Background In the US, physician orders for life-sustaining treatment (POLSTs) are widely distributed. In Europe, on the other hand, emergency orders are still rarely reported from the ambulatory setting short of palliative care. There is a number of challenging conceptual and ethical questions involved in the POLST issue that have received little attention yet.
Methods This analysis is based on a systematic literature search, and further draws on our experience with introducing a variant of the POLST, the POLST-in-case-of-emergency (POLST-E), into our German regional ACP program beizeiten begleiten® (‘be caring betimes’) that is based on Respecting Choices®.
Results POLSTs feature an implicit dual nature: On the one hand, they are a physician's order – on the other, (part of) an advance directive (by proxy). However, the conceptual relation between advance directives (ADs) and POLSTs seems not clear, and neither do the requirements for a skilled facilitation process before a POLST should be signed by all participating parties. A number of other questions deserve consideration, i.e. whether POLSTs are reserved for the terminally ill, or also eligible for the healthy; whether they relate only to the setting where they were originally discussed; and which treatment issues they should (not) cover, with particular consideration of the availability of prognostic information.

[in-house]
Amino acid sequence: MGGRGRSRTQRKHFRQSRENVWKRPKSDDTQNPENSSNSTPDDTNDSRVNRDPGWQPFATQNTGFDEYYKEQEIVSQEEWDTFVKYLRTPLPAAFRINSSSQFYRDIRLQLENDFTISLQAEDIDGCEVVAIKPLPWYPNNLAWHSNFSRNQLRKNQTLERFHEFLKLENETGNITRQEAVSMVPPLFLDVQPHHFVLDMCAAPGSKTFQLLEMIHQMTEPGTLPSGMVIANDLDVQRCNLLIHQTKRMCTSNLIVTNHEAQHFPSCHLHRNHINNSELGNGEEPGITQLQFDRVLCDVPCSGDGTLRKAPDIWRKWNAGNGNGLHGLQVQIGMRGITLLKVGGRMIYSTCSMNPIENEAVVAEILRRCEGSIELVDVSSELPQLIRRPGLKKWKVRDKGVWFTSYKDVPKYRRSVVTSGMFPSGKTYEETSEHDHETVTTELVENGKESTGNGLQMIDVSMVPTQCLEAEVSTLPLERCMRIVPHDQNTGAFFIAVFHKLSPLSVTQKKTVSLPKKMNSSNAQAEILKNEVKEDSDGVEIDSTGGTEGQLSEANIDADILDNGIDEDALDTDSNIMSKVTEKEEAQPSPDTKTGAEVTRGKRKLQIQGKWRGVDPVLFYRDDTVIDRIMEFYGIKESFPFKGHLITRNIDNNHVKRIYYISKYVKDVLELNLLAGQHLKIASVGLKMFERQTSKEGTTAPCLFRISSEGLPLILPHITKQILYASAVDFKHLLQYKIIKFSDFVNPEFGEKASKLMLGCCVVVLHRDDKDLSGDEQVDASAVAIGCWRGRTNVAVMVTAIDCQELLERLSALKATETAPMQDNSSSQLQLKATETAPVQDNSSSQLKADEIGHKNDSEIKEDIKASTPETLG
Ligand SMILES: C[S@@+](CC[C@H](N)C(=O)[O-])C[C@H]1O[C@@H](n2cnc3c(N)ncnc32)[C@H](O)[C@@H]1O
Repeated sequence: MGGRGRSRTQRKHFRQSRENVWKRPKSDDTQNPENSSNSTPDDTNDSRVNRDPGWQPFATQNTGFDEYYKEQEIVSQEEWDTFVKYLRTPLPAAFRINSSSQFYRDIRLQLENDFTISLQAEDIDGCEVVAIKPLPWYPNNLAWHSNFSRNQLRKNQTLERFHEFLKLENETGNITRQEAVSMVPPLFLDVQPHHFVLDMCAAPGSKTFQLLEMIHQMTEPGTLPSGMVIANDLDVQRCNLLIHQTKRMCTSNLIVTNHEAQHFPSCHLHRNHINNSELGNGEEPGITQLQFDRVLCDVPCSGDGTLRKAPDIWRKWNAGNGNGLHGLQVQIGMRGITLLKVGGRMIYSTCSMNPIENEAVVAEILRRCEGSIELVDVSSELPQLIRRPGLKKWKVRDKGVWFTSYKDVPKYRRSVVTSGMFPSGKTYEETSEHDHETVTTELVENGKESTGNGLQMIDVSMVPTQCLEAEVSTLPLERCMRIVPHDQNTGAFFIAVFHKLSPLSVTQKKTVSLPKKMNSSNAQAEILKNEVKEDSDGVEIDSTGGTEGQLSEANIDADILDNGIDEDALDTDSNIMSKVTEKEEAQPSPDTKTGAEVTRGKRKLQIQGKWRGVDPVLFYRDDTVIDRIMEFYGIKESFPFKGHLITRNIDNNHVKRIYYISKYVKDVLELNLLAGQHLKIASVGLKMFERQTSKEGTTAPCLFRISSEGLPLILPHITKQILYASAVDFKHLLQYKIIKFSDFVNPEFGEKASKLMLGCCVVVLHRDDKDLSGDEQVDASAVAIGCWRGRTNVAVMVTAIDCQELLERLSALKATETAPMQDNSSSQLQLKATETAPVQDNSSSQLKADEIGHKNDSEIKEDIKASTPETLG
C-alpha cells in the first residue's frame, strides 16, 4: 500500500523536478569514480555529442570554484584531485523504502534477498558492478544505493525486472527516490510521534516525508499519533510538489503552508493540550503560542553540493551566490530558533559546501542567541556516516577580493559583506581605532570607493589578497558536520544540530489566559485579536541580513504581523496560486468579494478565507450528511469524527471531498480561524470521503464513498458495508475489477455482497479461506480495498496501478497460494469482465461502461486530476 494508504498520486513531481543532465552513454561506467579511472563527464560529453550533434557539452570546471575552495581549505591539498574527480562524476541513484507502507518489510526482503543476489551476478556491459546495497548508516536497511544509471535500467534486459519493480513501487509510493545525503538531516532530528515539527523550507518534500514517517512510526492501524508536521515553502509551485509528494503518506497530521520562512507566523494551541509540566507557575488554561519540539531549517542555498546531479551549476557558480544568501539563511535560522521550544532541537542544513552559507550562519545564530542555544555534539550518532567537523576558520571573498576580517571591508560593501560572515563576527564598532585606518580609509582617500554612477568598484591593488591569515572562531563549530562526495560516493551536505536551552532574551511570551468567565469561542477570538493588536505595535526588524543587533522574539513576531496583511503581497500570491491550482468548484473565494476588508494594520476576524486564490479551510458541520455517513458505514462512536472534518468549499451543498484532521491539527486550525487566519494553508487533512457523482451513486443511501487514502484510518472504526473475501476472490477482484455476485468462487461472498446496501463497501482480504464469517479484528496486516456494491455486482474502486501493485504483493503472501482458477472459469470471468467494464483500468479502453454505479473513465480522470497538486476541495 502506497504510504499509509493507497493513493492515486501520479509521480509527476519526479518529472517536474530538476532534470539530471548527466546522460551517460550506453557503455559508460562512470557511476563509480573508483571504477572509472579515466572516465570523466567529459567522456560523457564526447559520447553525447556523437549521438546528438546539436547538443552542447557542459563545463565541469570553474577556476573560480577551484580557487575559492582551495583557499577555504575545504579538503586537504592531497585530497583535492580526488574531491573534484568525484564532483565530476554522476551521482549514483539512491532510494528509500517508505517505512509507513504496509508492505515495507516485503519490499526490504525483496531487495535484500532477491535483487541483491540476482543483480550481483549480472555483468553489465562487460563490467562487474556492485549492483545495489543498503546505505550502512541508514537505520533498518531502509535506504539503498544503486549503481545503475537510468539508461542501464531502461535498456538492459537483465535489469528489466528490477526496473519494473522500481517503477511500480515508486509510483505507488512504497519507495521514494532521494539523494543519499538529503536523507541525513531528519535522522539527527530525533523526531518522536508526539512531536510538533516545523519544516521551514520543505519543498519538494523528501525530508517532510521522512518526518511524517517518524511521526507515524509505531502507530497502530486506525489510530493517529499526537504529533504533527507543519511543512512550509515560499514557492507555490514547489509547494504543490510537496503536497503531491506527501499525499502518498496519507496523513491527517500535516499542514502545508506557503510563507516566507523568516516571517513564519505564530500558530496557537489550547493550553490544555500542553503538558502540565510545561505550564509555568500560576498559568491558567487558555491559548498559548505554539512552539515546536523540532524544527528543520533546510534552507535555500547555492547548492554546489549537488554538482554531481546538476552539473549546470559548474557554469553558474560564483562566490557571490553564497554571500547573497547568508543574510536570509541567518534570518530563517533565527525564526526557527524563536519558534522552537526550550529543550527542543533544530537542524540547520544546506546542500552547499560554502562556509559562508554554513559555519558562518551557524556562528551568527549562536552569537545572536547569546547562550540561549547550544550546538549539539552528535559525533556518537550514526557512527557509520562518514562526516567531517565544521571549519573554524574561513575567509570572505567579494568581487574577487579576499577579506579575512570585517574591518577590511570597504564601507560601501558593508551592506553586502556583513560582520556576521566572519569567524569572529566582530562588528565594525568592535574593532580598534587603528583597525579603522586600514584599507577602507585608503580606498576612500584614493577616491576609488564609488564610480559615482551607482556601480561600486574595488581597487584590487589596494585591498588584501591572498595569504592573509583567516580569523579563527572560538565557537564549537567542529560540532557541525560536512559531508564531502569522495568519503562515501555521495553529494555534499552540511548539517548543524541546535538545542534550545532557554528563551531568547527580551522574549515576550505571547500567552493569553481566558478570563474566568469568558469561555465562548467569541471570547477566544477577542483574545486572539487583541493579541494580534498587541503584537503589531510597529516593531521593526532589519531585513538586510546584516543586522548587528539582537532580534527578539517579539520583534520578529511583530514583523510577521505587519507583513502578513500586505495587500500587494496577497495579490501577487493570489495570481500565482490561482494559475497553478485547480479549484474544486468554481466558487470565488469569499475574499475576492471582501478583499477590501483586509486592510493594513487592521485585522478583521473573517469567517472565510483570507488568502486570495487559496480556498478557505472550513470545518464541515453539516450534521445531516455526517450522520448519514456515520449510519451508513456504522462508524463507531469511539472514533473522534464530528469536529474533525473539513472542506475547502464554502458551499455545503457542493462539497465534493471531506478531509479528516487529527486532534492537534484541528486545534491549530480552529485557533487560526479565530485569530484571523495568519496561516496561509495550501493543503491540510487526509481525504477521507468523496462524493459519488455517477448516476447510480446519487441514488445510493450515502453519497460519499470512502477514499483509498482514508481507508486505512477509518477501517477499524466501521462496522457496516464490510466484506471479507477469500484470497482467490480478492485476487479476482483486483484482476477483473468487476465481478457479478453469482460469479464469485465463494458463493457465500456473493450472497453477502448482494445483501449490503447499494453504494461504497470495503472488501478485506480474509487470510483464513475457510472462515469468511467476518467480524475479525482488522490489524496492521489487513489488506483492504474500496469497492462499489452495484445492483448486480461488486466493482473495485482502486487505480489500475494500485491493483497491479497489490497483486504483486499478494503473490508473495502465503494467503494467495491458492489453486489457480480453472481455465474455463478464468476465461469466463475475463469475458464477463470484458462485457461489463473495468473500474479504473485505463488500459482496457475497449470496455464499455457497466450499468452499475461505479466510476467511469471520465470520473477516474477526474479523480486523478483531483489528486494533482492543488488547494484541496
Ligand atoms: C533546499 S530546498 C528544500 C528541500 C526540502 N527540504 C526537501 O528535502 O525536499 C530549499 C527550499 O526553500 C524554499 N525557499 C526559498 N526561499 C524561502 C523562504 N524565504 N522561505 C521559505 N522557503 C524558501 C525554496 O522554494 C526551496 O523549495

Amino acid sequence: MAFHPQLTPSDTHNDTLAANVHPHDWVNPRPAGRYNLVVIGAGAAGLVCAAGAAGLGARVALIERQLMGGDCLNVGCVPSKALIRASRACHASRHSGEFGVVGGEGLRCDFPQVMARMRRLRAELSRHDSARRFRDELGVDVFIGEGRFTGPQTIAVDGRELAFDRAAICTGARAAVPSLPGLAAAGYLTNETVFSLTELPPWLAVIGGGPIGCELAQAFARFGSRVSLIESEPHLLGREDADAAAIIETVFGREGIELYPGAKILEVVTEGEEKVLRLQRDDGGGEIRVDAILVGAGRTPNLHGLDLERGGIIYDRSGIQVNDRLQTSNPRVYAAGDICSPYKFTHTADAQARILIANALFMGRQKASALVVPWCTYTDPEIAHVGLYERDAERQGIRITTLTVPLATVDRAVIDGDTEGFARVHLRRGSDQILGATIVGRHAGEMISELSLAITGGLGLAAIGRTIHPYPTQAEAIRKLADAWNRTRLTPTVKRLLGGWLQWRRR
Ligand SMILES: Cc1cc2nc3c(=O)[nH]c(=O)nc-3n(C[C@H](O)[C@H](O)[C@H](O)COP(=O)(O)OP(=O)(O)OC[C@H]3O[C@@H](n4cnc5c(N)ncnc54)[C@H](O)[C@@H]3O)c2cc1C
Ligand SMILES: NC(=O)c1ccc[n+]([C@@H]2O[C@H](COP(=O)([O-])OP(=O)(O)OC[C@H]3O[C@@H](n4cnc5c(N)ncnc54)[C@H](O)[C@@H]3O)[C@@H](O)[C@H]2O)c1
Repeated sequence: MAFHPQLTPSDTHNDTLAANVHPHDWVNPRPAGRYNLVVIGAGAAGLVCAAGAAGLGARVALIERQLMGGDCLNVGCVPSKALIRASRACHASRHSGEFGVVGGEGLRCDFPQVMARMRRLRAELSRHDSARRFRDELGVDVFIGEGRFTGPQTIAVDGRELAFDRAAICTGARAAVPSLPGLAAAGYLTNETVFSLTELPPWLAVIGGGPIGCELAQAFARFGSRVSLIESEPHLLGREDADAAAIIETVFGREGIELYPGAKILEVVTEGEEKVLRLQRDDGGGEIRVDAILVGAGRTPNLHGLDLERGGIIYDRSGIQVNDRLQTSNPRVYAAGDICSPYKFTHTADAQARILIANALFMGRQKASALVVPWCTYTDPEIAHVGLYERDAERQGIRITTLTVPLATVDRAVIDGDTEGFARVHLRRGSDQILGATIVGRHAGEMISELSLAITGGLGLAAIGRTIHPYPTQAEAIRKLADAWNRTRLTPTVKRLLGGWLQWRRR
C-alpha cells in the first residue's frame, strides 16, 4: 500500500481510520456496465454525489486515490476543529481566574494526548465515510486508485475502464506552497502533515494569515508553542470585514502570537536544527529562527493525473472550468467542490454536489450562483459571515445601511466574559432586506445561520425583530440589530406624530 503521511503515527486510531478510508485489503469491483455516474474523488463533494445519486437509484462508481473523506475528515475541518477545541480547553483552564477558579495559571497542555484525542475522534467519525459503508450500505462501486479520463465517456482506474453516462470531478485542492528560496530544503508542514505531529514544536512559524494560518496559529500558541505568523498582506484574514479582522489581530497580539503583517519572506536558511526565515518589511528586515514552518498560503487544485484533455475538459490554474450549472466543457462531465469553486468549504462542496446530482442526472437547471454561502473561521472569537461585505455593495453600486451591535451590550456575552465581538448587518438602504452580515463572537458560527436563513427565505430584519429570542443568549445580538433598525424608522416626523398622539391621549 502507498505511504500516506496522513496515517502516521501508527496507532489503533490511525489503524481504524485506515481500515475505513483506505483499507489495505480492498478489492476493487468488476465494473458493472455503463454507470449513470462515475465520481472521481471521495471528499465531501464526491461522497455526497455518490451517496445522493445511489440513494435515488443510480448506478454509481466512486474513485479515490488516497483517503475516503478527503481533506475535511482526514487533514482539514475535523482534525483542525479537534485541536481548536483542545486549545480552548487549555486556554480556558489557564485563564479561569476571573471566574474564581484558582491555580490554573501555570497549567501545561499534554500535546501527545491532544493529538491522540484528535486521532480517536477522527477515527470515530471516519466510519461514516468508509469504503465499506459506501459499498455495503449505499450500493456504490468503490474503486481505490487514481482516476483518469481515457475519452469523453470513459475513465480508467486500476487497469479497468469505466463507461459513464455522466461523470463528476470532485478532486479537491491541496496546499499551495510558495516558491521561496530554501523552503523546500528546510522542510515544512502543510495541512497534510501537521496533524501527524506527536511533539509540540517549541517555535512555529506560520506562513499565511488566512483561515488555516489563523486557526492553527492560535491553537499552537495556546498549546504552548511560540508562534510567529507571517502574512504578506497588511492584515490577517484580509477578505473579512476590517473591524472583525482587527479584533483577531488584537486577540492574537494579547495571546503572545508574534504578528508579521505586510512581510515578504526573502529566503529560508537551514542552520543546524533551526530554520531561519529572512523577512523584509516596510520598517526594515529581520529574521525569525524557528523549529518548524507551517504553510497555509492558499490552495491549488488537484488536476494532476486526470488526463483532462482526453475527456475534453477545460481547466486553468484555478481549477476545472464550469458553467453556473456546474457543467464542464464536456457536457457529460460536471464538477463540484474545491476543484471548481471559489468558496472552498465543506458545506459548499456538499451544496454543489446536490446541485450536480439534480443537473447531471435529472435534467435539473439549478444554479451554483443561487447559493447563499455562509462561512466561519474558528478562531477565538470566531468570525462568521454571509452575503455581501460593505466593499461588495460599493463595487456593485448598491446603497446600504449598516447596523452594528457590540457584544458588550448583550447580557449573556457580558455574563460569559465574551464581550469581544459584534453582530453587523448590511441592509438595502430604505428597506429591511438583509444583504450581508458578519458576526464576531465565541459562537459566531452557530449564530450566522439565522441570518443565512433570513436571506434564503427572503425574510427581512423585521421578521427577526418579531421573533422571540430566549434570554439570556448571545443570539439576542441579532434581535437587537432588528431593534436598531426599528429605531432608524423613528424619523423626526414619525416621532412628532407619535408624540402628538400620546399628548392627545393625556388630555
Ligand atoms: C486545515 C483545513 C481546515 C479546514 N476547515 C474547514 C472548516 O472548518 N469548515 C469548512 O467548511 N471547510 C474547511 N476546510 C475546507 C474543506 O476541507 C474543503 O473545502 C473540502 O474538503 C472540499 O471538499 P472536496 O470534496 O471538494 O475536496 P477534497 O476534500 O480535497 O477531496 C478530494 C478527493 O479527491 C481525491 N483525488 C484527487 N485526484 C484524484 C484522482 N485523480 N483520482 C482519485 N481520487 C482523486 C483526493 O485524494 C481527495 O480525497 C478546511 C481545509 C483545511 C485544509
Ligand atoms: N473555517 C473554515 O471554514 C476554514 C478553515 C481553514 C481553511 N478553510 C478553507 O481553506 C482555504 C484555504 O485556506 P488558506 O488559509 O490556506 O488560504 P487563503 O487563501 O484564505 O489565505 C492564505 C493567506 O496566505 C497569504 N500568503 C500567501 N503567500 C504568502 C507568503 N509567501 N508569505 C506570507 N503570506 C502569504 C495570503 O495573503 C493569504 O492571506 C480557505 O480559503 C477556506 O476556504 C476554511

Discussion In summary, the POLST instrument bridges a year-long gap between ADs and emergency requirements. However, unreflected use of the POLST may come along with significant risks and potential side effects, therefore open conceptual and ethical questions deserve debate.
Statistics from Altmetric.com
If you wish to reuse any or all of this article please use the link below which will take you to the Copyright Clearance Center’s RightsLink service. You will be able to get a quick price and instant permission to reuse the content in many different ways.